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Class 12-science NCERT Solutions Biology Chapter 14 - Ecosystem

Ecosystem Exercise 256

Solution 1

(a) Producers

(b) Upright

(c) Availability of sunlight

(d) Bacteria, fungi and earthworm

(e) Oceans

Ecosystem Exercise 257

Solution 2

(a) Producers have the largest population because they occupy the first trophic level in a food chain, and the number of organisms decreases from the producer level to the top carnivore level.

Solution 3

(b) Zooplankton is the second trophic level in a lake.

Solution 4

(d) 'None of the above' is the correct option. Herbivores and carnivores are consumers.

Solution 5

(b) 50% is the correct option. Only 50% of the incident solar radiation is photosynthetically active radiation.

Solution 6

(a) Grazing food chain and detritus food chain

Grazing Food Chain

Detritus Food Chain

i. Energy for the food chain comes from the Sun.

i. Energy comes from detritus (organic matter).

ii. First trophic level organisms are producers.

ii. First trophic level organisms are detritivores and decomposers.

(b) Production and decomposition



i. It refers to the process of synthesis of organic compounds from inorganic substances utilising sunlight.

i. It is the phenomenon of degradation of waste biomass.

ii. Example: Plants perform the function of production of food.

ii. Example: Bacteria and fungi decompose dead organic matter.

(c) Upright pyramid and inverted pyramid

Upright Pyramid

Inverted Pyramid

When the number of producers or their biomass is maximum in an ecosystem and it decreases progressively at each trophic level in a food chain, an upright pyramid is formed.

When the number of individuals or their biomass at the producer level is minimum and it increases progressively at each trophic level in a food chain, an inverted pyramid is formed.

(d) Food chain and food web

Food Chain

Food Web

i. A food chain is a single pathway where energy is transferred from producers to successive orders of consumers.

i. A food web is a network of various food chains which are interconnected with each other like an interlocking pattern.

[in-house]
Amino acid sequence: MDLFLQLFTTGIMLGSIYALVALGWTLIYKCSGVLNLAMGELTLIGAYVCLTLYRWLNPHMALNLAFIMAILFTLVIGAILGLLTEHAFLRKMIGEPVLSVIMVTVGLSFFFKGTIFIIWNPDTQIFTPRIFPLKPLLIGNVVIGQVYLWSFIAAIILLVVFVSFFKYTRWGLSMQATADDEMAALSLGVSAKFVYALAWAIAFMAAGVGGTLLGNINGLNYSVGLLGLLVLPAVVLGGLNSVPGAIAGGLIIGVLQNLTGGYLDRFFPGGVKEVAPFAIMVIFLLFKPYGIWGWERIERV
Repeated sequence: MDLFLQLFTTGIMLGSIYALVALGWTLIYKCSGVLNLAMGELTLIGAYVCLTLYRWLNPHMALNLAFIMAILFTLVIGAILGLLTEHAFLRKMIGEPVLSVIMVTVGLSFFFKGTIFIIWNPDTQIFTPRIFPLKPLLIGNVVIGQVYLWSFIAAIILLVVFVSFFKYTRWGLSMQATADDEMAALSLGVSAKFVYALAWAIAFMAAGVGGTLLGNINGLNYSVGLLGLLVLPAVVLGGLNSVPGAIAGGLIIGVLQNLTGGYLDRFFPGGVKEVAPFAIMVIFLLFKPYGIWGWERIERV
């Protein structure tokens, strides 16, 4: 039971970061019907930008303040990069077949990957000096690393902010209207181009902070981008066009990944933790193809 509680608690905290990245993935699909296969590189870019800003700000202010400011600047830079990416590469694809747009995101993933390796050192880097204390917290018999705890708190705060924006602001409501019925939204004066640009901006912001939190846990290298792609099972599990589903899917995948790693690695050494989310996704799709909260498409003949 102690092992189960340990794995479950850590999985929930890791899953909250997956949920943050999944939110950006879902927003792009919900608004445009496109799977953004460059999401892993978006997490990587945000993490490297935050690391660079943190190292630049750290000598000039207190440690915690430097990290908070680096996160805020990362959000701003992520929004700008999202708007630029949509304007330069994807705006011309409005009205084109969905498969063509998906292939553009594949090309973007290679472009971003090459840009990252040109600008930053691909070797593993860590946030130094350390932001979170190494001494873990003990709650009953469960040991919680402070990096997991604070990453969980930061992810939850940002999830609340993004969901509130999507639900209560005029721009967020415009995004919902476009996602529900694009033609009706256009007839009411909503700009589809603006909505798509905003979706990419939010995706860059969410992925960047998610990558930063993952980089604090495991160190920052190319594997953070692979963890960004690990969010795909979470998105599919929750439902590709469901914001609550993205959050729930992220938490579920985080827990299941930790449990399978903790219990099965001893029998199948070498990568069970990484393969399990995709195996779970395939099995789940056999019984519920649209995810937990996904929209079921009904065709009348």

ii. All food chains start with green plants which are the original source of all food.

ii. It has many linkages and intercrosses among producers and consumers.

(e) Litter and detritus



The dead remains of plants (leaves, flowers etc.) and animals and animal excreta which falls on the surface of the Earth in terrestrial ecosystems is called litter.

The dead remains of plants and animals constitute detritus. It is differentiated into litter fall (above ground detritus) and below ground detritus.

(f) Primary and secondary productivity

Primary Productivity

Secondary Productivity

i. It is the rate at which organic matter is built up by producers.

i. It is the rate of synthesis of organic matter by consumers.

ii. It is due to photosynthesis.

ii. It is due to herbivory and predation.

Solution 7

There are two components of an ecosystem:

(a) Biotic components: These include all living organisms present in an ecosystem such as producers, consumers and decomposers. Examples: Plants, animals and microorganisms.

(b) Abiotic components: These include all the non-living factors. Examples: Light, temperature, wind, humidity, rain, pressure, inorganic materials such as carbon, nitrogen, oxygen etc. and dead organic matter containing proteins, carbohydrates and lipids.

Solution 8

An ecological pyramid (or trophic pyramid) is a graphical representation designed to show the biomass or productivity at each trophic level in a given ecosystem.

A pyramid of numbers is a graphic representation depicting the arrangement of the number of individuals of different trophic levels in a food chain in an ecosystem.

Example: A pyramid of numbers in a grassland ecosystem. In this, the pyramid of numbers is a straight pyramid. The size of organisms increases with each trophic level, i.e. from the producer level to the top carnivore level, while their number decreases in a food chain.

Pyramid of biomass: An ecological pyramid of biomass shows the relationship between biomass and trophic level by quantifying the amount of biomass present at each trophic level.